It’s prime time for seeing Mars and the moon

A global dust storm covers Mars’ disk in this image from the Hubble Space Telescope, captured on July 18. The planet’s two small moons, Deimos (left) and Phobos (right), appear in the lower half of the image. (NASA / ESA / STScI Photo)

It’s no hoax: Mars is bigger and brighter in the night sky than it’s been at any time since 2003. And you can watch the longest total lunar eclipse of the 21st century.

There are caveats, of course: The only way folks in North America can see Friday’s eclipse is to watch it online. And Mars won’t look anywhere near as big as the moon, despite what’s been claimed in a hoax that dates back to, um, 2003.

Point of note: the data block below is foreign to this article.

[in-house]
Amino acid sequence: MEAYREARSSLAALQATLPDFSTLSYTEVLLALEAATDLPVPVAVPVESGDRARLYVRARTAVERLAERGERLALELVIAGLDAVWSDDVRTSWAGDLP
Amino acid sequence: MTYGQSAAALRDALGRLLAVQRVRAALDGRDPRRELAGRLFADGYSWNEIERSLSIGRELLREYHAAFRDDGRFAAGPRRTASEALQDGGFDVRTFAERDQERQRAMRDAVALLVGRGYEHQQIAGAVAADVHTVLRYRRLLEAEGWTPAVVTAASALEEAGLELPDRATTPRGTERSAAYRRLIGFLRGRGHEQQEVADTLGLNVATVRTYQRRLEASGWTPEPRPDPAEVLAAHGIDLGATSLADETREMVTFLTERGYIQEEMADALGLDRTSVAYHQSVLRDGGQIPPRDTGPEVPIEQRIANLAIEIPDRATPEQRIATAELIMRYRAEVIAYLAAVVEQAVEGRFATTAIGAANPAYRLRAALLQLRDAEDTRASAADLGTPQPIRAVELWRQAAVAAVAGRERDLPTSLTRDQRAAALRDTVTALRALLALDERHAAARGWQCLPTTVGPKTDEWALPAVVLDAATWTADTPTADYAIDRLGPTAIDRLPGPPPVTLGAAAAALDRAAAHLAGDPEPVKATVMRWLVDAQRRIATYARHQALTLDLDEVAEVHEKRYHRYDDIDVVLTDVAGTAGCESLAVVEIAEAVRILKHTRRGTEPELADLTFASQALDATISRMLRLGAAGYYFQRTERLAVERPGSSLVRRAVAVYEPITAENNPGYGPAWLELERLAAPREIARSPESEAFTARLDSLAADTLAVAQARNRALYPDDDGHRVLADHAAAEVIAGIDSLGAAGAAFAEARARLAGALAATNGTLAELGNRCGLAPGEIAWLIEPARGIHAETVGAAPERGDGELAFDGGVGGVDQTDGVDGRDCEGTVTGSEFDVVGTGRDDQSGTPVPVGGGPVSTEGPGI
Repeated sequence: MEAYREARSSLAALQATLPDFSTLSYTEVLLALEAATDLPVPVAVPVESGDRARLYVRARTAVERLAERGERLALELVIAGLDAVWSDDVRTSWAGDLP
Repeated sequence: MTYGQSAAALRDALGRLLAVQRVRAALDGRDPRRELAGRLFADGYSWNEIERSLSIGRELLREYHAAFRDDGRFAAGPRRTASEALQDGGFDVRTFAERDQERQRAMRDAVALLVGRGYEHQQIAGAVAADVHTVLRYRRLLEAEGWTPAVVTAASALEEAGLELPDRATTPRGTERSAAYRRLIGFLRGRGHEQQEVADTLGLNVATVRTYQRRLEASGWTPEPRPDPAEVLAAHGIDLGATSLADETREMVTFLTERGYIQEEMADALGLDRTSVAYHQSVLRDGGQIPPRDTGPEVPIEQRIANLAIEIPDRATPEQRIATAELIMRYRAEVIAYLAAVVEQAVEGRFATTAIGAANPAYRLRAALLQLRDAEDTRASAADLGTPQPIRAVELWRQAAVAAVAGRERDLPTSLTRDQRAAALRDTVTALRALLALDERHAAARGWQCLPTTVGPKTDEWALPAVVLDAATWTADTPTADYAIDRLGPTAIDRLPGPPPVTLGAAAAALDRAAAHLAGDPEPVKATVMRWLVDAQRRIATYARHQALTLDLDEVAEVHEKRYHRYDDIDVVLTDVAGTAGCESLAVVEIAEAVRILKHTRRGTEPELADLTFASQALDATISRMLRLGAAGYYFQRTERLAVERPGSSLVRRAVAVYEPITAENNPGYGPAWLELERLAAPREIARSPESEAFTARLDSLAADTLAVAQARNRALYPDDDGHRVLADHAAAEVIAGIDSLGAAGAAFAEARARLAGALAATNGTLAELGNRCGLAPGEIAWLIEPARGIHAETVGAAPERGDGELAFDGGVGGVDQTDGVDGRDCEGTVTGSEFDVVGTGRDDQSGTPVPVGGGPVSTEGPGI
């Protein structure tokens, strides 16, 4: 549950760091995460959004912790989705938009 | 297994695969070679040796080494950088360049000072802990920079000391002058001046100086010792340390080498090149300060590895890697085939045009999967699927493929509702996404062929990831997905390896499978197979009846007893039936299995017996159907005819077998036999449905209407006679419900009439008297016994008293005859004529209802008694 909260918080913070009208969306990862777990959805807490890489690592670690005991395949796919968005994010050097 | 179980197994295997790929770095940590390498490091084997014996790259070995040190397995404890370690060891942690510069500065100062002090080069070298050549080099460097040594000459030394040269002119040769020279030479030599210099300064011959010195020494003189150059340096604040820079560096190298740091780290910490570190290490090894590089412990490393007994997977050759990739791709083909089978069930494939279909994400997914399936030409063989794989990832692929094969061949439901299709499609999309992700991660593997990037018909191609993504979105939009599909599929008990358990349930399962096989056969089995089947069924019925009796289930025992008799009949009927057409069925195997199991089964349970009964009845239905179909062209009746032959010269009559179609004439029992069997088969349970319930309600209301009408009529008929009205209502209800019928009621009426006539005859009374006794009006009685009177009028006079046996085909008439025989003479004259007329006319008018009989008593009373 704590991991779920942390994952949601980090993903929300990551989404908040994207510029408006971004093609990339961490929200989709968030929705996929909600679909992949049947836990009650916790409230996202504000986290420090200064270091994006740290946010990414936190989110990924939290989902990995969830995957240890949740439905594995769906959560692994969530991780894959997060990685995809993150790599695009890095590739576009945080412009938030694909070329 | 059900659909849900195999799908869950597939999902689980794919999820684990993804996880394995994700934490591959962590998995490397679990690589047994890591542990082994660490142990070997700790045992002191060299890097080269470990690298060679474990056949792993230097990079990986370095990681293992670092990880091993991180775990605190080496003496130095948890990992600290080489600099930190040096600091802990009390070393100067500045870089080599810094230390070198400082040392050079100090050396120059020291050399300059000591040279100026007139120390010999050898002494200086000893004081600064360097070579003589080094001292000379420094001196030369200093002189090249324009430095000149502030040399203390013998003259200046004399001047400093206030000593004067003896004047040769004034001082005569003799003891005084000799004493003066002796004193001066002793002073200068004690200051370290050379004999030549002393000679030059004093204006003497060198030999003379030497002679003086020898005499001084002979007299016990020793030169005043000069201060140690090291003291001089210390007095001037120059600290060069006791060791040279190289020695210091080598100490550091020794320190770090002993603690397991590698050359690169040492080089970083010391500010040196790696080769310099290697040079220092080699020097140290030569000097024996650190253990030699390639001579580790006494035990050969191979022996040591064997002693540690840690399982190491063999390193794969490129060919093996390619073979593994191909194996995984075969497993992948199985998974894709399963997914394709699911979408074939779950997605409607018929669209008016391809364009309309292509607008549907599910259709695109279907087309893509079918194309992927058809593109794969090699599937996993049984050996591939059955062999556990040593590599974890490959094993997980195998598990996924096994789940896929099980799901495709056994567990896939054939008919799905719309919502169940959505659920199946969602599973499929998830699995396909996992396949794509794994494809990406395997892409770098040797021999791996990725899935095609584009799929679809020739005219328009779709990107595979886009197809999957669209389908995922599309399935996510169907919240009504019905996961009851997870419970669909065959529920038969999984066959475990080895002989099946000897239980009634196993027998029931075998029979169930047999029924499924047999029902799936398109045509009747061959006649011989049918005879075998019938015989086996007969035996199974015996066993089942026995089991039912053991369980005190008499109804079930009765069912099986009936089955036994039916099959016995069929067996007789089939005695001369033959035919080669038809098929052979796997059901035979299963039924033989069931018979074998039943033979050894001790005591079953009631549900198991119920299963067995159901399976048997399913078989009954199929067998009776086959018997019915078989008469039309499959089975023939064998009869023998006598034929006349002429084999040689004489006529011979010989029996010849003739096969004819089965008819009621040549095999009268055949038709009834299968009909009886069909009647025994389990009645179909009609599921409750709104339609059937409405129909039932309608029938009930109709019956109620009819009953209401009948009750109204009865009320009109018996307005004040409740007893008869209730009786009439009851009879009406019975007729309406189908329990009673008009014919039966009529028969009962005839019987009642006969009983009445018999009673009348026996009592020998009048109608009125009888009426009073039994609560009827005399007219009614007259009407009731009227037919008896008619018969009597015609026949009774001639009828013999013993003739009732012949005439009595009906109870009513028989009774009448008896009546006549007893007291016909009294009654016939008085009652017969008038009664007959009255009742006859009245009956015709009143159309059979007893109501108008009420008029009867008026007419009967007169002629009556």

Nevertheless, this weekend’s astronomical double-header is not to be missed.

Get the full story on GeekWire.

By Alan Boyle

Mastermind of Cosmic Log, contributor to GeekWire and Universe Today, author of "The Case for Pluto: How a Little Planet Made a Big Difference," past president of the Council for the Advancement of Science Writing.

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